Three weeks ago I wrote a post about the declining membership statistics in the PC(USA). It was a well read post and received some great responses. (I’m especially grateful for posts from Deb Avery and Dennis Sanders.)
In general, I found the commentary and Facebook threads fascinating. There are those of us who are digging in their heels and seem very defensive and defiant about the decline of the PC(USA). There are those of us who insist on pointing to vital congregations as evidence that hope is not lost. There are those of us who have given up on playing the game of denominational survival or reform but are still happy to serve in thriving PC(USA) churches. There are those of us who have lost interest in this conversation altogether.
When I call attention to the declining numbers of the PC(USA)—and I could do this for any of the mainline denominations, but the PC(USA) is where I live and serve—I don’t do this to be negative, critical, blame-casting, or bleak. I look at these numbers as facts that we need to talk about and can’t just ignore or try to obscure with inspiring stories of the things that are actually working.
I’ve come to consider the eventual end of most mainline Protestant denominations as inevitable—not because I think they are bad or because they have failed, but because the context of ministry in the United States has significantly changed and these forms of church are becoming increasingly mismatched for current realities and needs. After several years of trying to change the systems and institutions of one of these denominations, and based on what I read of those trying to do the same elsewhere, I no longer think that they can be reformed as they currently exist. And perhaps it is because I wasn’t raised in one of these denominations, but I don’t really grieve this inevitability. Mainline Protestant denominations served a valuable purpose for a particular time in the United States, but that time has passed. And though, while we’re in the midst of them, we tend to think more of them than that really are, none of these denominations are the kingdom of God.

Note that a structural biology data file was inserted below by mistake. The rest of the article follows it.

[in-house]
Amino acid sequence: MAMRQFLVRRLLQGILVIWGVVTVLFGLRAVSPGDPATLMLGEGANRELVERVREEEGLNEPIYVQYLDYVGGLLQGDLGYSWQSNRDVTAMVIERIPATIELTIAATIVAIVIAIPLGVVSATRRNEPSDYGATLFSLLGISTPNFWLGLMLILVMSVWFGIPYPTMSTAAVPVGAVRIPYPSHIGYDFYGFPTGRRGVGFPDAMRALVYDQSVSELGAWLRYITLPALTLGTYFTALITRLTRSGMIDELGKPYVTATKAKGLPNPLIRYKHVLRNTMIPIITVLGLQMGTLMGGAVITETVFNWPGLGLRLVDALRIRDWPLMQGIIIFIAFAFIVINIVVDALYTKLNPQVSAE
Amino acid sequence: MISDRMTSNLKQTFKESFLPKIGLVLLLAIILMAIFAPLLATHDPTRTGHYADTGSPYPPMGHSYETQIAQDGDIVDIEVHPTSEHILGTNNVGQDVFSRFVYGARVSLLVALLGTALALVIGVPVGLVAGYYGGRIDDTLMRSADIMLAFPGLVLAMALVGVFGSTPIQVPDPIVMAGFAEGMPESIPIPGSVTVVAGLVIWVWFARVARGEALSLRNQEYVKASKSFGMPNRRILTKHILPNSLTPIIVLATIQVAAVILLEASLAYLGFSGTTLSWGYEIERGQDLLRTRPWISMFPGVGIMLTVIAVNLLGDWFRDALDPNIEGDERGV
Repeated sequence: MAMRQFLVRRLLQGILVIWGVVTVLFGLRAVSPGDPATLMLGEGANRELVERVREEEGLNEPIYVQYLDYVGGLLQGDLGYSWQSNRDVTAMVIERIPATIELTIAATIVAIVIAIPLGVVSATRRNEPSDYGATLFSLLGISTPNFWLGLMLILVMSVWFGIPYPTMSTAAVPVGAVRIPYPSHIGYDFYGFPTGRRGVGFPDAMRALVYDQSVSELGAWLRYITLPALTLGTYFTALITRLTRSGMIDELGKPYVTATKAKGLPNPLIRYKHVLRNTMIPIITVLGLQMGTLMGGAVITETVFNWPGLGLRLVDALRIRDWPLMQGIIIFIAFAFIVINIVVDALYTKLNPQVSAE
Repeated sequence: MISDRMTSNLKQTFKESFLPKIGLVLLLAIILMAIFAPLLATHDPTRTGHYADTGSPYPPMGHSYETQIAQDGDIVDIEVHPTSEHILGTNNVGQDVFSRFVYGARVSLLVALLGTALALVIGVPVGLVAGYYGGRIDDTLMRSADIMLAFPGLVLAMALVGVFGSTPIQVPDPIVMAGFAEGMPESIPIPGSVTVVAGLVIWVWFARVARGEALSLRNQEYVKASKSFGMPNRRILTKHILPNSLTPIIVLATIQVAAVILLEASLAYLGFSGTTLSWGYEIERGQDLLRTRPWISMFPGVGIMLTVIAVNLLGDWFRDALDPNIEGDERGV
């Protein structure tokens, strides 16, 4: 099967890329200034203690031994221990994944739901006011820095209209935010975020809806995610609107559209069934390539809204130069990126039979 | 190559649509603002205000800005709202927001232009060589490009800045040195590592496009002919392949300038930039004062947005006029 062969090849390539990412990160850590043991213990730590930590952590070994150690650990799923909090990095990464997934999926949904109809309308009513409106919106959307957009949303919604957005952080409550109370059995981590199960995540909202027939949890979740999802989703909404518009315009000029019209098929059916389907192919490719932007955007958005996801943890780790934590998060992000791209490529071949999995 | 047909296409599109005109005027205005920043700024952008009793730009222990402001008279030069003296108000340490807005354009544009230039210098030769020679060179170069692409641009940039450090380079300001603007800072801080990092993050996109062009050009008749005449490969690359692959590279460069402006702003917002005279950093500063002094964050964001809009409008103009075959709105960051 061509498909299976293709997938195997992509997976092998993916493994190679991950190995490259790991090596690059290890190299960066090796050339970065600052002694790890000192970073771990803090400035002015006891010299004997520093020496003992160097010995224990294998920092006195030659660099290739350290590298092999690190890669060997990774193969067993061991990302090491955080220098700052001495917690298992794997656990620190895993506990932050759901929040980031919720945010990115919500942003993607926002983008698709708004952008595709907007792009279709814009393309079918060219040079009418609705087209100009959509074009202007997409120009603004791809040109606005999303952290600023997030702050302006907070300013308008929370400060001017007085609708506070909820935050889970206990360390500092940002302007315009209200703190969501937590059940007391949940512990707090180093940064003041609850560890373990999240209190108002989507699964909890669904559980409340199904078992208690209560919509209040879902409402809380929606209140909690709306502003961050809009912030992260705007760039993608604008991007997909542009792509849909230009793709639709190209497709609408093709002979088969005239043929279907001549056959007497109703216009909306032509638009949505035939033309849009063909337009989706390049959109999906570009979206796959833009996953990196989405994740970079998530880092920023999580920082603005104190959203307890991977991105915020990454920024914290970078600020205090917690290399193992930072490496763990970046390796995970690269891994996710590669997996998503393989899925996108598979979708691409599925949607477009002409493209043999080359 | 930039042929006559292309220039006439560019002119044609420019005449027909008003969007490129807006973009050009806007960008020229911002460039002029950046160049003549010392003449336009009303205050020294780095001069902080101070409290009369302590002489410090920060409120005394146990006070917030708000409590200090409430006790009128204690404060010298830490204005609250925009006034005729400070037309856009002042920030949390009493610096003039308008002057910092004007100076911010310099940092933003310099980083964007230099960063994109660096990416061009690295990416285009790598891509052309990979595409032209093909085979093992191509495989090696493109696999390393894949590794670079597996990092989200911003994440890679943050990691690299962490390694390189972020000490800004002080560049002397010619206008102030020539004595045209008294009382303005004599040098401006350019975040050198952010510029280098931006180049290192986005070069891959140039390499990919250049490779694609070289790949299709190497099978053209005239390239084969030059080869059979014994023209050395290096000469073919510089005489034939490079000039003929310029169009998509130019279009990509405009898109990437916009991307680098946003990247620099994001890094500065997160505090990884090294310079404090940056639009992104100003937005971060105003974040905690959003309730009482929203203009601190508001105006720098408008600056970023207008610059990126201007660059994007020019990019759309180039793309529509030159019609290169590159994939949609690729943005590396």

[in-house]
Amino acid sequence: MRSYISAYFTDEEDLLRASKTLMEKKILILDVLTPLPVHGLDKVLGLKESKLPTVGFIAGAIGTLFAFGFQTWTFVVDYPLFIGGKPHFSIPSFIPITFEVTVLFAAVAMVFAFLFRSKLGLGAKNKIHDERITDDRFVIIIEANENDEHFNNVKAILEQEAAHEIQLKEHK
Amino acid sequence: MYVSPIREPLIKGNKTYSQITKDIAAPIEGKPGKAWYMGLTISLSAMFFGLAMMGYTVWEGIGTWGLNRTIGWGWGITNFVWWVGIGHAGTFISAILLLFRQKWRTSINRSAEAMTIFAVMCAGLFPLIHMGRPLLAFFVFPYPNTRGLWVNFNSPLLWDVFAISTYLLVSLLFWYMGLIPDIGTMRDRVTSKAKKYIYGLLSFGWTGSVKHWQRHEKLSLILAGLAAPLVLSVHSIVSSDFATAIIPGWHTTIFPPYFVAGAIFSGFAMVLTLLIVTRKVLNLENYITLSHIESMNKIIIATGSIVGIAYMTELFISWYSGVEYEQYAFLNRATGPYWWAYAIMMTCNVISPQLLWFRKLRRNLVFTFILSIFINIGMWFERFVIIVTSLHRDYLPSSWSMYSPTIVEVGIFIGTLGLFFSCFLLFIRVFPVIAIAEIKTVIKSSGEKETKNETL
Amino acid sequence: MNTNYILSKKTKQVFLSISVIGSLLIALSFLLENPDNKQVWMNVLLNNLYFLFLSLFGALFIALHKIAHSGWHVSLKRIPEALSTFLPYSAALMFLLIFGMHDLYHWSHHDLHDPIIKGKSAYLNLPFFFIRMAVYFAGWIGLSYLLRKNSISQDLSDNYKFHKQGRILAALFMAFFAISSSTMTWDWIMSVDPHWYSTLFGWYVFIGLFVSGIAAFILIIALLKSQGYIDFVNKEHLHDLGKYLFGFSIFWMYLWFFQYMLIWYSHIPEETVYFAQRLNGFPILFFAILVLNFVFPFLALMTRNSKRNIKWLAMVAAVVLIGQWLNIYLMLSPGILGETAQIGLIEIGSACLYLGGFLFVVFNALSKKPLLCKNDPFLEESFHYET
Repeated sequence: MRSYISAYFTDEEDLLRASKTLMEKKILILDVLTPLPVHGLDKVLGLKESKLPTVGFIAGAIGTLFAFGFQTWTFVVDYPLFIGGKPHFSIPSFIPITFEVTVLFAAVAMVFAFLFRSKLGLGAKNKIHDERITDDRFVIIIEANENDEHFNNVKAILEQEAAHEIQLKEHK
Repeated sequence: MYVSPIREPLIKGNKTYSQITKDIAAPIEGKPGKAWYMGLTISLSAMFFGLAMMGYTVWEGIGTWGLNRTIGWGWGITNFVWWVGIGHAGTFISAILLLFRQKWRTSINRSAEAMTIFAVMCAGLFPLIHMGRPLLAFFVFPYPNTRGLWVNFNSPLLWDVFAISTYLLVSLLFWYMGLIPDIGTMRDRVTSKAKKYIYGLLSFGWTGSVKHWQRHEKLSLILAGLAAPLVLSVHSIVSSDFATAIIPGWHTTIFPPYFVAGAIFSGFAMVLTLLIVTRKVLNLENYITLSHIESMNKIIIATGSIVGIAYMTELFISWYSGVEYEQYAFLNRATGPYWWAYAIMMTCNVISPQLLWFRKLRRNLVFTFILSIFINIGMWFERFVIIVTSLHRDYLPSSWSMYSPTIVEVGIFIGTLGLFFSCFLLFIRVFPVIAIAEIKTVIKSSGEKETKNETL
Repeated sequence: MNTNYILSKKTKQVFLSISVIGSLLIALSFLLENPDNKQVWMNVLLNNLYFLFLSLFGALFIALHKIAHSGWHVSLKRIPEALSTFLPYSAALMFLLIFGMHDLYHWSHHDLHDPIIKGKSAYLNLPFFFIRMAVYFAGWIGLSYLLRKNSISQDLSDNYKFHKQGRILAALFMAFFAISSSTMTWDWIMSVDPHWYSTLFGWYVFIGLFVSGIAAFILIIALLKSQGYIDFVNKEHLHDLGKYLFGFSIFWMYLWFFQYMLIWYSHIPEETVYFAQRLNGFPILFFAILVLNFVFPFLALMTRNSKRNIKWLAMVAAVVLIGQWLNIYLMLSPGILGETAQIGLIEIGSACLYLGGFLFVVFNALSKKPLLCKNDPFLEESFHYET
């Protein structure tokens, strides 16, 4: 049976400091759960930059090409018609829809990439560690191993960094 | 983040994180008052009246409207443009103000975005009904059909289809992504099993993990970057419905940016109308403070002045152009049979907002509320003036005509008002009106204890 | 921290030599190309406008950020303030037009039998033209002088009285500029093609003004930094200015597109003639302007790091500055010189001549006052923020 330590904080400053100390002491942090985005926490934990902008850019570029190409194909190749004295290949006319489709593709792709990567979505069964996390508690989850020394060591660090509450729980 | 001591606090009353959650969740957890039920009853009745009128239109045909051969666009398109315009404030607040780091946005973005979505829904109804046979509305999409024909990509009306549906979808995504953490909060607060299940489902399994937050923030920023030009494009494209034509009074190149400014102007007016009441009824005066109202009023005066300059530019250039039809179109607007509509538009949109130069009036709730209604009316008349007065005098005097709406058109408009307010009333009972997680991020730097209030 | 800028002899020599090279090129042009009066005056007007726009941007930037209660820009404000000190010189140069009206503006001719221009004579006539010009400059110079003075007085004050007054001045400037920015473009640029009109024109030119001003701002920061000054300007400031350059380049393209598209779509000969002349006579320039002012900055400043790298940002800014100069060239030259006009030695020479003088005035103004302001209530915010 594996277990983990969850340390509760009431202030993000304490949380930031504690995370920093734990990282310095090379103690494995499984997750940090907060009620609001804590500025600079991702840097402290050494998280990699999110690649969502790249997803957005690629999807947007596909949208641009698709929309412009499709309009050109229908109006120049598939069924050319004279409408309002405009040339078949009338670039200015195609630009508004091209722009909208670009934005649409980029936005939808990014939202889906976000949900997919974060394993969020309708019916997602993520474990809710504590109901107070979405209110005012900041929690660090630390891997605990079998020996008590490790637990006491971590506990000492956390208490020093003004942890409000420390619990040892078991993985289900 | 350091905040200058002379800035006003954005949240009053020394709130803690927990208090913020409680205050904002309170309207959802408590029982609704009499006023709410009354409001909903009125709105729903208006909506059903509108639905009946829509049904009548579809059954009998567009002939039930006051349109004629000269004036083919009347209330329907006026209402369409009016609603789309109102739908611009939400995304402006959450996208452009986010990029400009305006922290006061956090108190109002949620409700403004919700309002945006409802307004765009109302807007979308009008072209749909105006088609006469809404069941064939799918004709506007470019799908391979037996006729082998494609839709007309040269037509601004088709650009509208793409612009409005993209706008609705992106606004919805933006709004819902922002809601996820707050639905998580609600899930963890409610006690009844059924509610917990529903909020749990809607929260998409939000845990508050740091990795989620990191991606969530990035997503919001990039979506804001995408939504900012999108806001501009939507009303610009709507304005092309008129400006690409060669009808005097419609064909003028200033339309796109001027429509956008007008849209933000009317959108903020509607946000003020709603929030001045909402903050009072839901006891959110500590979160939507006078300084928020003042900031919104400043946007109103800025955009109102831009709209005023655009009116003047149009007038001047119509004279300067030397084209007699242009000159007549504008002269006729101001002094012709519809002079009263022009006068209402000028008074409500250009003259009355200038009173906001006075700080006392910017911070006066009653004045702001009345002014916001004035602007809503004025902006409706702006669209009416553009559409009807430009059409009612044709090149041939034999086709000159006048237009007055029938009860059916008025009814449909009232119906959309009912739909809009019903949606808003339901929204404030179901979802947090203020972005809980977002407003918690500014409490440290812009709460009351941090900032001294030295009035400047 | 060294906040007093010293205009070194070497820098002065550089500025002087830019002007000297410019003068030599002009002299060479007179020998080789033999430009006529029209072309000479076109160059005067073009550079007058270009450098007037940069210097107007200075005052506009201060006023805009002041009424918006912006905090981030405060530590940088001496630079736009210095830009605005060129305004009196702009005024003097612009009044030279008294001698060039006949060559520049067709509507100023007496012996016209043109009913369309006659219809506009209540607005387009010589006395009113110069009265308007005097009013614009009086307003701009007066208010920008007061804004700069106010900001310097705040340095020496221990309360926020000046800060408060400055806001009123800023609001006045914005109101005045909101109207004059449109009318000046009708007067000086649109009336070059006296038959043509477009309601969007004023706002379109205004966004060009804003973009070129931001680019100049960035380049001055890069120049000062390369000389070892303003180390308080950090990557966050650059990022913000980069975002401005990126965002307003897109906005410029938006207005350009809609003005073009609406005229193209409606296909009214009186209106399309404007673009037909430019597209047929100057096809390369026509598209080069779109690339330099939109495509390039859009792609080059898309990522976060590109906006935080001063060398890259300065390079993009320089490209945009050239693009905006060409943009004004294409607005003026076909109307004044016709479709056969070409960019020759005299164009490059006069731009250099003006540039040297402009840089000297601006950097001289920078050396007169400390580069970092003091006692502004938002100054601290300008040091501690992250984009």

I am more convinced than ever that what we are experiencing is the death of one relatively small form of Christianity (given the full sweep of Christian history) and the birth of something new. If you have not read Diana Butler Bass’ most recent book, Christianity After Religion: The End of Church and the Birth of a New Spiritual Awakening, you really need to do so. While her initial work focused on congregational studies which provided a counter-narrative or minority report to mainline decline by describing the practices of vital congregations—the kinds of stories that many mainline leaders cling to—her most recent work takes a wider look at the mainline Protestant situation and accounts for the realities of decline and non-participation that we cannot ignore. She postulates that religious decline is the death of old forms of American Christianity before the birth of something new, what she considers a fourth Great Awakening. The faith that is emerging is non-dogmatic, experiential, relational, environmentally conscience, and pluralistic.
So I will keep pointing to our rapidly declining numbers—not for self-pity, defeatism, or schadenfreude—but because the sooner we realize that what we are doing is no longer working, the sooner we will get about the business of birthing something new. And rather than pointing to thriving mainline congregations and initiatives as evidence that there is still life left in mainline institutions, I will follow Bass’ lead and look to these congregations and leaders as the laboratories and catalysts of the new thing(s) coming to be. These are the platforms from which God will launch something new and exciting, and I’m very committed to being a part of that.